Rules allowing farm buildings to be converted into homes without needing planning permission were introduced last spring. These new rules are among a range of ‘Change of Use’ permitted development (PD) rights brought in by the government with the intention to increase housing supply. This represents an exciting opportunity for many agricultural land owners looking to diversify.

Under the new rules, applicants must notify councils to decide whether prior approval is needed for proposed barn conversions. Announcing the rules, then planning minister Nick Boles said they;
"will make better use of redundant or underused agricultural buildings, increasing rural housing without building on the countryside".

However in the countryside the barn-to-home PD rights appear to have resulted in confusion and uncertainty for local authorities and applicants. Recent government figures show that councils have been refusing just over half of conversion applications with many being submitted for planning appeal, and the Planning Inspectorate (PINS) appears to have been backing many of the refusals. 

In six cases, the inspector cited location as a key reason, ruling that sites were too remote and thus unsustainable. In one ruling, the inspector justified his refusal by referring to National Planning Policy Framework (NPPF) provisions that seek to preserve the beauty of the countryside and limit isolated new rural dwellings.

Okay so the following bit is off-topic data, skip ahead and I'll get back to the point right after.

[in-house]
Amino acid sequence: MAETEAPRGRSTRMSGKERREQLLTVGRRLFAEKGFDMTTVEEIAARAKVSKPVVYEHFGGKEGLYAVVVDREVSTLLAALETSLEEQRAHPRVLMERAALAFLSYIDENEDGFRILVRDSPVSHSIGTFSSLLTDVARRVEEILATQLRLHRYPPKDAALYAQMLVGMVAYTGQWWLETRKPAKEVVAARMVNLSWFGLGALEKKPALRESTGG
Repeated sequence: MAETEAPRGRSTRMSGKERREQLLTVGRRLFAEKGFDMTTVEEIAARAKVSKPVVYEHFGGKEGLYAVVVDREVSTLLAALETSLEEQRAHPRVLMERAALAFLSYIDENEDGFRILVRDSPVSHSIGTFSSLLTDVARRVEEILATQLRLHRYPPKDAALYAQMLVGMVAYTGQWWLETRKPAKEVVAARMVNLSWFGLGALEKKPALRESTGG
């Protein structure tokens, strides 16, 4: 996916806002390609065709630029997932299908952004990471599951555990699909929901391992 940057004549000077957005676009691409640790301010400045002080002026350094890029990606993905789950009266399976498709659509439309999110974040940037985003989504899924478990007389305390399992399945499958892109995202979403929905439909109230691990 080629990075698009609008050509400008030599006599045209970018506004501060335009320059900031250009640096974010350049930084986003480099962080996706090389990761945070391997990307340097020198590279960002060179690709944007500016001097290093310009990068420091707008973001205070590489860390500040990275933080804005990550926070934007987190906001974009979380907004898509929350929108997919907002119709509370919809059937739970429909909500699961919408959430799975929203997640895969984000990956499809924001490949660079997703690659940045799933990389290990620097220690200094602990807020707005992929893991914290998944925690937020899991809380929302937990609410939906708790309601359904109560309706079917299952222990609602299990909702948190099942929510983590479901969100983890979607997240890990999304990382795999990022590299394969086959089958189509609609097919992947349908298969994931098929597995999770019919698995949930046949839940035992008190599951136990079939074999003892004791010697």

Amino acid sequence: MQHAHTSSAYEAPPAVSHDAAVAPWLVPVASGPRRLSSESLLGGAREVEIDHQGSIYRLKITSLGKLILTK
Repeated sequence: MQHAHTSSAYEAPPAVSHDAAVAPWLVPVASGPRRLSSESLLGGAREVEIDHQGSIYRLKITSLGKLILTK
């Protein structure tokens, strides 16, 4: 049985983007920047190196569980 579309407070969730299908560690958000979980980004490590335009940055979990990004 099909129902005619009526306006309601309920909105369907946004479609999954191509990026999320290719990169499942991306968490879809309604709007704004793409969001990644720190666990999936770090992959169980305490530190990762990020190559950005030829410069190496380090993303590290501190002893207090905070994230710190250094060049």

Twice, inspectors ruled that buildings were not in agricultural use at the appropriate time. They also twice found that works, including demolition and reconstruction, would exceed those allowed by the legislation.

Not all refusals have been upheld by the planning inspectorate, and a Devon based application in Lympstone (14/1944/PMB) was approved by the Planning Inspectorate, having been first refused by the local authority.

However the PD rights are clearly unpopular with many local authorities who hold the view that isolated rural homes are inherently unsustainable as a result of their location. Applicants have argued that this view may be a misinterpretation of the policy, as agricultural buildings are almost always located in isolated places.

New Government guidance, issued in March 2015, seeks to clarify the PD rights. This guidance includes clarification on location, and states:

“… the permitted development right does not apply a test in relation to sustainability of location. This is deliberate as the right recognises that many agricultural buildings will not be in village settlements and may not be able to rely on public transport for their daily needs.”
“…that an agricultural building is in a location where the local planning authority would not normally grant planning permission for a new dwelling is not a sufficient reason for refusing prior approval.”

The PD rights and new government guidance is extremely welcome for both applicants and local authorities. However clearly not all agricultural buildings will be suitable and any land owners who believe that they may have a suitable agricultural building should contact an appropriate architect or planning consultant for specialist advice.

Bullet Points:

- New agricultural-to-residential conversion rights were brought in April 2014
- Councils turned down half the applications under the new rights in their first six months
- The Planning Inspectorate has backed local authorities in 90 per cent of appeals
- Rural locations seen as inherently unsustainable has been the key issue
- New Government guidance, issued in March 2015, clarifies does not apply a test in relation to sustainability of location

by Jonathan Braddick - Architect Devon
Chairman of the Royal Institute of British Architects (RIBA) South West Region